These are what we call the 'YMMV items.' Things that some people find in this work. We call them 'your mileage might vary' because not everyone sees these things in the same way. This starts discussions in the trope lists, a thing we don't want. Please use the discussion page if you'd like to discuss any of these items.
Adaptation Displacement: It's also rather strange that few people know it was based on a book since it mentions in the opening credits that the movie was based on Felix Salten's story...
Not only that, it's a serious, gritty book for adults. Most people, though, would assume that it's a pop-up book or something.
The poster for the movie was a picture of the book.
Alternative Character Interpretation: The hunter. A bloodthirsty Evil Poacher who hunts for the fun of killing animals, an ordinary sport hunter with no evil intent (less likely, given how it was and is illegal to shoot deer out of season), or just a poor, hungry man desperate to fill the cooking pot?
Awesome Art: This is easily one of the most beautiful films Disney ever made.
Awesome Music: A killer combo of Frank Churchill's unforgettable songs and Edward Plumb's mantovani cue filled score results in Bambi having a very memorable soundtrack.
"Love is a song that never ends", the theme of the first film. It even pops up as an instrumental leitmotif in the midquel.
"I Bring You A Song", the love theme between Bambi and Faline.
Badass Decay: Depends on your opinion. Either the midquel did a pretty good job of doing this to the formerly solemn and dignified Great Prince, or it makes him more badass by boosting his Papa Wolf tendencies and having him directly take on a pack of vicious hunting dogs to save his son, all the while voiced by Patrick Stewart this time round.
Family-Unfriendly Aesop: In the original novel, Bambi learns that he must live all alone to live long and safe. He learns this one from the (supposedly) wise Great Prince, of all deer.
Faux Symbolism: The scene where Bambi goes with his father after learning about his mother's death symbolizes the end of his childhood and innocence. This was exactly what Disney was going for with that scene.
It was revealed in the Making of Bambi II that the butterflies seen in Bambi's dream sequence and at the end of the movie are meant to symbolize Bambi's love for his mother in the former and his father in the latter. D'awww.
Foe Yay: In Bambi II. If you mute the audio, it often looks as if Ronno is hitting on Bambi.
Hilarious in Hindsight: in 2002, Saturday Night Live TV Funhouse lampooned Disney's infamous direct to video sequels by having a skit about "Bambi 2002". Fast forward to 2006, and Disney would release a direct to video Bambi follow up (albeit a midquel, not a sequel). In a later skit, they acknowledged the midquel along with their Bambi 2002;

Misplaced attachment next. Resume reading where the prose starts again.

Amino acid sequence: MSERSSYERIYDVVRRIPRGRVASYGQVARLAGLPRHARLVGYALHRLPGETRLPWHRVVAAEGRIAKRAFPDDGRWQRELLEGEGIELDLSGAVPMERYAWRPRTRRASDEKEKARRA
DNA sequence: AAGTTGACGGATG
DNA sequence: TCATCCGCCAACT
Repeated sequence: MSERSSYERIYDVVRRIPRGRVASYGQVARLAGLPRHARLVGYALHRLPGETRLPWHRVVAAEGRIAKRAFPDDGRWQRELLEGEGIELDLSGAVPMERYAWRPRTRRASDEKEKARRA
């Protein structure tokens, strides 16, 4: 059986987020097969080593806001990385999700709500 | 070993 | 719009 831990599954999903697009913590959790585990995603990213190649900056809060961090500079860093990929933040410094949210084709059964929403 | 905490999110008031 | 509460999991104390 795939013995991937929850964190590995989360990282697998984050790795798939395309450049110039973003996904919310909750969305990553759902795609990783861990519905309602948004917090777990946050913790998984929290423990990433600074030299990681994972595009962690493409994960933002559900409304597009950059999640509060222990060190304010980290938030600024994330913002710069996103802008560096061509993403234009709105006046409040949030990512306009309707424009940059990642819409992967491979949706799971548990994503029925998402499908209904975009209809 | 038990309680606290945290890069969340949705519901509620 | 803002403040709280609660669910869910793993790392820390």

"Bambi II is going into the Disney Vault. After just 70 days on sale, the glorious Bambi II goes into the Disney Vault for 10 years along with Cinderella II, Bambi 2002, Sleeping Beauty III: Lil' Sleepy Meets Aladdin, Hunchback VI: Air Dog Quasi, Mulan VIII: The Prozoids Strike Back, Jungle Book 3.0: Jungle Blog, and 101 Felations."
One-Scene Wonder: Ronno in the original film. He comes literally out of nowhere, has no dialogue, no real characterization and isn't even named, and only has a couple minutes of screen time—but what a scene it is!
The death of Bambi's mom is one of the most famous tearjerkers in the history of film, to the point it's been parodied relentlessly in the seventy years since its release (q.v. the Animaniacs episode "Bumbie's Mom"). Watching the scene in context, seeing his mother give up her own life just for Bambi to survive, as well as Bambi being told by the Great Prince what happened to her is the cinematic equilivent of a punch to the gut.
The midquel also has a bit of well executed Tear Jerker, specifically in Bambi's dream sequence and the aftermath of the "Deer Call" scene, when Bambi finally comes to accept that his mother is never coming back.
Vindicated by History: Thanks to extremely mixed reception from critics of the time period, and the war going on at the time, Bambi, along with Fantasia and Pinocchio before it, was a huge box office flop when it first unspooled in theaters. Nowadays, it's one of Disney's most financially successful and critically well received movies.
Wangst: Bambi has this moment in Bambi II when he discovers his father was planning to send him off to live with another doe. And this is after they actually began to develop a bond with each other! And why? All because it's ''what a prince would do.'' It actually gets Bambi so upset that he tells his dad: